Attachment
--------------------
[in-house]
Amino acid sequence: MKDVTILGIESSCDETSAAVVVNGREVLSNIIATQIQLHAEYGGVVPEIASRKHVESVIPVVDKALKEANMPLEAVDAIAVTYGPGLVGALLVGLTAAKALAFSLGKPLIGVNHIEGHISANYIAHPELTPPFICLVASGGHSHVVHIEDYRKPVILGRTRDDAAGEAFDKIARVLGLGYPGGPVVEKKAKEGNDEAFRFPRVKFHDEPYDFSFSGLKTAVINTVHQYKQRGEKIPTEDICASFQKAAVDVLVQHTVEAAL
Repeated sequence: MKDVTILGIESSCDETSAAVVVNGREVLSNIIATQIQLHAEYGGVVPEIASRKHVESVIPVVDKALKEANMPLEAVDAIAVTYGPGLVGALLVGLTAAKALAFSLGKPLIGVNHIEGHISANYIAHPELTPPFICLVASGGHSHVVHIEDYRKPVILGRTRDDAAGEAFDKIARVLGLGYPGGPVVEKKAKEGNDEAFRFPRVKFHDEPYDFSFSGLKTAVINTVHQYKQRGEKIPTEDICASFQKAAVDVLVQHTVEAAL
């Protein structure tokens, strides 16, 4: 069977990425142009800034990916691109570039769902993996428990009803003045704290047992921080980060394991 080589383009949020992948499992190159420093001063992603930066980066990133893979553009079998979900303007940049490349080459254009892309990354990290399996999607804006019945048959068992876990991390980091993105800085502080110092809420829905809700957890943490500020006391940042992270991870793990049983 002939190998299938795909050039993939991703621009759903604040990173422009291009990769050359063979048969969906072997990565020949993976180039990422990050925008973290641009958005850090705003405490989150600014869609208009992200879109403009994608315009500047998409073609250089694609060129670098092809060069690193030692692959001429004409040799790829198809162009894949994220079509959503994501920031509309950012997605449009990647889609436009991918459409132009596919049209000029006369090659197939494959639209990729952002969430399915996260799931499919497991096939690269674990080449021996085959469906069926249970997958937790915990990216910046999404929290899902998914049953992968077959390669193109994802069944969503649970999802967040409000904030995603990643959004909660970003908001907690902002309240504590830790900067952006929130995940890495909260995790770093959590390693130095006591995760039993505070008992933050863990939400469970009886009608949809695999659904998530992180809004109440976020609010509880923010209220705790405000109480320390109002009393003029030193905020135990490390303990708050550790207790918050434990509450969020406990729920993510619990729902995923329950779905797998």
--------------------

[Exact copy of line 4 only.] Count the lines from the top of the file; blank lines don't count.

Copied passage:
């Protein structure tokens, strides 16, 4: 069977990425142009800034990916691109570039769902993996428990009803003045704290047992921080980060394991 080589383009949020992948499992190159420093001063992603930066980066990133893979553009079998979900303007940049490349080459254009892309990354990290399996999607804006019945048959068992876990991390980091993105800085502080110092809420829905809700957890943490500020006391940042992270991870793990049983 002939190998299938795909050039993939991703621009759903604040990173422009291009990769050359063979048969969906072997990565020949993976180039990422990050925008973290641009958005850090705003405490989150600014869609208009992200879109403009994608315009500047998409073609250089694609060129670098092809060069690193030692692959001429004409040799790829198809162009894949994220079509959503994501920031509309950012997605449009990647889609436009991918459409132009596919049209000029006369090659197939494959639209990729952002969430399915996260799931499919497991096939690269674990080449021996085959469906069926249970997958937790915990990216910046999404929290899902998914049953992968077959390669193109994802069944969503649970999802967040409000904030995603990643959004909660970003908001907690902002309240504590830790900067952006929130995940890495909260995790770093959590390693130095006591995760039993505070008992933050863990939400469970009886009608949809695999659904998530992180809004109440976020609010509880923010209220705790405000109480320390109002009393003029030193905020135990490390303990708050550790207790918050434990509450969020406990729920993510619990729902995923329950779905797998």